The controversial people-rating app, Peeple, has quickly fallen into legal trouble this week, as its founders received a cease and desist from a group of girls from West Rockford Middle School. The five 12-year-olds, who sometimes call themselves #SquadGirls, claim that the app’s premise of “Yelp for people” was originally their idea.
“Giving people a random number based on whether we like them or not? That was our thing,” said clique leader and frequent boy handholder Jenna Smart. “When I heard about Peeple, I thought it was so mean of them to create an app that would copy our idea. I would rate them a zero.”
Second-In-Command Sam Rose Sommer, whose family has a pool, claims that she came up with the idea back in fifth grade.
“I remember thinking, we rate food, places, music. Why not rate everyone in our school?” said Sam Rose Sommer. “Also, Mrs. Guppke was teaching a statistics unit.”
“What we as a species have always needed is a public outlet for our arbitrary opinions,” says Mitch Sommer, Sam’s dad, who will be representing them in court. “But that’s my daughter’s intellectual property; not some nerds’!”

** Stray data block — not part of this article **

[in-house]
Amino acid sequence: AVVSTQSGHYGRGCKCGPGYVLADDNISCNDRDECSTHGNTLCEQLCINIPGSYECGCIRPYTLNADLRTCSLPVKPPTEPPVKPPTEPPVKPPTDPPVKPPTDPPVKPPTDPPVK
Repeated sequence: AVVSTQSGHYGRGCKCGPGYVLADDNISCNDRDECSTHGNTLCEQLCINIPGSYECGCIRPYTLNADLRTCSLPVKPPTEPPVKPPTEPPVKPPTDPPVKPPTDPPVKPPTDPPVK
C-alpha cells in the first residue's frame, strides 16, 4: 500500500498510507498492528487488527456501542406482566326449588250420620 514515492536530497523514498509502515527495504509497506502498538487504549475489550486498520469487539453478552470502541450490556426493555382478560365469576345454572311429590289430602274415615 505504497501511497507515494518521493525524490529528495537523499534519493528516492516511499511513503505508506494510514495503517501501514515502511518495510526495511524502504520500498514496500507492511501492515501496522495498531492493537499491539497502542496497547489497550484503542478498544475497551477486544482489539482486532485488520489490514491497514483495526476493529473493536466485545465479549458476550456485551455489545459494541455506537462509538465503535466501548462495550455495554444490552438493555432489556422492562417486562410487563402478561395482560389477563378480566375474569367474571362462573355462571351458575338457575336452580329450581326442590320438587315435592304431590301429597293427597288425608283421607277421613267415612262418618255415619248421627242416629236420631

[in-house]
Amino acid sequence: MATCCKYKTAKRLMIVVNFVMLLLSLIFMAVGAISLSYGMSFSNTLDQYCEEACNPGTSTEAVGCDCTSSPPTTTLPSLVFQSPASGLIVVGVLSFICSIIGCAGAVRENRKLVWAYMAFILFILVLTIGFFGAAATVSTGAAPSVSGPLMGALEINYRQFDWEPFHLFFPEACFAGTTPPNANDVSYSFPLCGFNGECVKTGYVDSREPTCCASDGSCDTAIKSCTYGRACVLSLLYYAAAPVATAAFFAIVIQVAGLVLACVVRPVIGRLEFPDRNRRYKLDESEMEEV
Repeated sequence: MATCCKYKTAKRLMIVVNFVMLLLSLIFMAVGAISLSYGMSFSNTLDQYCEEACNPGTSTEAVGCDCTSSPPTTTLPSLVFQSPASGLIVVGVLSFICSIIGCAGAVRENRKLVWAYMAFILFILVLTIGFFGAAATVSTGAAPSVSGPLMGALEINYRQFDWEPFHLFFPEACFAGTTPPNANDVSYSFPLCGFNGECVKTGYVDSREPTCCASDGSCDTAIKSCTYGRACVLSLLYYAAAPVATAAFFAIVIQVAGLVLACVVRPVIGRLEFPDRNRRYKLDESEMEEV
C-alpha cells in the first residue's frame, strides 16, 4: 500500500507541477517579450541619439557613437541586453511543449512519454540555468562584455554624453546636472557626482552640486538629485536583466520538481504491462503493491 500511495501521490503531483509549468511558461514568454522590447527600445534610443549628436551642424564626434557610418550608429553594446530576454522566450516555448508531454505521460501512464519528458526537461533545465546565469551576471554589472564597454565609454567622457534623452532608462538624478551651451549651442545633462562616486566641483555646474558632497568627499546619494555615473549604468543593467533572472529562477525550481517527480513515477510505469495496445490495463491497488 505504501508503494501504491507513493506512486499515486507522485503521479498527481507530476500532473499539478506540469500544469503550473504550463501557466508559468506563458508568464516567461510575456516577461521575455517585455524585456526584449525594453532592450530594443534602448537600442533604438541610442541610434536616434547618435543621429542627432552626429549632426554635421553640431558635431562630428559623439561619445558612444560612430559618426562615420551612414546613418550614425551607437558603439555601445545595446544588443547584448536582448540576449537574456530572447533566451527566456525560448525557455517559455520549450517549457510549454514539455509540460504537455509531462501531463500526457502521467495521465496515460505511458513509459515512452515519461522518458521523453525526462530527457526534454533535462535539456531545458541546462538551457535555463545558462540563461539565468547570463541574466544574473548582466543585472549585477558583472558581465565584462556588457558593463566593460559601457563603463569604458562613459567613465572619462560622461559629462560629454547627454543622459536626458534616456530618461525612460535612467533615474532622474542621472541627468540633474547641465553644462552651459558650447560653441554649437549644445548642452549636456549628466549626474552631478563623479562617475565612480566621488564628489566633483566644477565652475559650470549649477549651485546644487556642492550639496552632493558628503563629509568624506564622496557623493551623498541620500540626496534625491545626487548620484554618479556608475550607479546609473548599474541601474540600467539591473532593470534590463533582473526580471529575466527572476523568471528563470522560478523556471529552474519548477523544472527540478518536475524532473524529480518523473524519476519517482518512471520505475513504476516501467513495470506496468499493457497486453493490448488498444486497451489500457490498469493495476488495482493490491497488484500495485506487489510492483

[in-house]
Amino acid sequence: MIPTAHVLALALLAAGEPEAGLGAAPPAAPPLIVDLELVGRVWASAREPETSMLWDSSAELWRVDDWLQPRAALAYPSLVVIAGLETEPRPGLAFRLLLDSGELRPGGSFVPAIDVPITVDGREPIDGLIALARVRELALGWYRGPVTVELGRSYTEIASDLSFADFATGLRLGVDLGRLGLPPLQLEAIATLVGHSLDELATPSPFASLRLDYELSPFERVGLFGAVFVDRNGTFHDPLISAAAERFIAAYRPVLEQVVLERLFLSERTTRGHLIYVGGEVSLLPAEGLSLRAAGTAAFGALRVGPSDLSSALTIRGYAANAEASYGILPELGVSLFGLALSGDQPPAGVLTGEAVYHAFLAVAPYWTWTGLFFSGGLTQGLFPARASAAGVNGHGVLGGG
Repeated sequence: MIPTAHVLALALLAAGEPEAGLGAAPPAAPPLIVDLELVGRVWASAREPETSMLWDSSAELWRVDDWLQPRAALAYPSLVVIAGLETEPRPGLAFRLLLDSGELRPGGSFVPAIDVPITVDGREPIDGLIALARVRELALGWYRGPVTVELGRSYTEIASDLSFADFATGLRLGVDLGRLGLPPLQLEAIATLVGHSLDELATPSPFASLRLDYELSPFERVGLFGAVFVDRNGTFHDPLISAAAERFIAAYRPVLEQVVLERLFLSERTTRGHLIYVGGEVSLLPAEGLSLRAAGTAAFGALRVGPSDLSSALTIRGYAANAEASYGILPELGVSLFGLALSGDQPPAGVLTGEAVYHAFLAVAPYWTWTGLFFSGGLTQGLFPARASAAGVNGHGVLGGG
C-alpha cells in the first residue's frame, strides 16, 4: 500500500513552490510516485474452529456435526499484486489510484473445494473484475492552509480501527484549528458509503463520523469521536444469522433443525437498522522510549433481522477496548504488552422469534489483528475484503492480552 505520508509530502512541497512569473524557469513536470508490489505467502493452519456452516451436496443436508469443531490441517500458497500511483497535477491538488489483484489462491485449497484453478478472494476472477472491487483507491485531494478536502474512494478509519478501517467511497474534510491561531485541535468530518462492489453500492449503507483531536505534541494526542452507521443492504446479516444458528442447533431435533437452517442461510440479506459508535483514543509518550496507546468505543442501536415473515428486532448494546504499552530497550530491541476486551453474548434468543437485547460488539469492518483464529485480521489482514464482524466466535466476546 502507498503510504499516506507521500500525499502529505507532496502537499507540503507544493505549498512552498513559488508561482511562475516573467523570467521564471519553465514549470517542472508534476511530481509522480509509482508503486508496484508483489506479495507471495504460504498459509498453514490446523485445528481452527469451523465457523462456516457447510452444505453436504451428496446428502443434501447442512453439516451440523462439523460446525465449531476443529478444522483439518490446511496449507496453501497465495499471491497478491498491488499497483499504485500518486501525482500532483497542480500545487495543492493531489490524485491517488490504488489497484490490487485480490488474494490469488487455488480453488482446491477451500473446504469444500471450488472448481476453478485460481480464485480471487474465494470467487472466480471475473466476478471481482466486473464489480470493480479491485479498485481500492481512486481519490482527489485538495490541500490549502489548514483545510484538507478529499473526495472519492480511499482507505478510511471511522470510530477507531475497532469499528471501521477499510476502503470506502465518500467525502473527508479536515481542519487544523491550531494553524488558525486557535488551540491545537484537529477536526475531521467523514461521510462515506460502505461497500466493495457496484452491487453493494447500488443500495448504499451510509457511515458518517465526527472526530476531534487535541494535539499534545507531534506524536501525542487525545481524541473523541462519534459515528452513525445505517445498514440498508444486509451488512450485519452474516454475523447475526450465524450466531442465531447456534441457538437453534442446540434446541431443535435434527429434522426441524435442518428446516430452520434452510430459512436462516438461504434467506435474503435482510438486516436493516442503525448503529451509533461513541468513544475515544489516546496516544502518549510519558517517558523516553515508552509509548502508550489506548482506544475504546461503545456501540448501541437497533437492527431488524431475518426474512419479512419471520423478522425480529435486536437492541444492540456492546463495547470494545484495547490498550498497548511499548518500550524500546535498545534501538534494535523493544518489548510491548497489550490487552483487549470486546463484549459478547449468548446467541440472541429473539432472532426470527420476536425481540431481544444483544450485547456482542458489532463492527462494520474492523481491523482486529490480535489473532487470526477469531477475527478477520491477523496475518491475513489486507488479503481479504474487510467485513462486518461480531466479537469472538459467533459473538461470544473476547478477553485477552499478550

While they didn’t use an app to record their ratings, the girls did keep the data in a large pink book only available for them to see. Like Peeple, their ratings went from one to five, with cuteness, smartphone havingness, number of older siblings, and athleticism factored in. Sources from West Rockford confirm that their system shares even more similarities to Peeple.
“I asked them not to rate me,” revealed fencing club founder Chris Winter. “But Jenna told me that everyone gets a rating whether they like it or not. And that mine was a 2.”
While Winter and his fellow dweebs have been working to shut the system down, Smart maintains that the system is useful. “Do you want to find a date to the Winter Wahoo? It’s right here,” she said, pounding her henna tattooed fist on the burn book. “Want to study with someone smart but not embarrassing to be seen with? A three is perfect for that. Want to befriend someone just because they have a pool? Look for the water drop icon next to their name and don’t tell Sam Rose.”
Since its announcement, the Peeple app has since undergone some rebranding, as Peeple founder Julia Cordray insisted that the app cannot be used for bullying. When asked to comment on the anti-bullying stance, Sommer laughed.
“What’s the point of that?”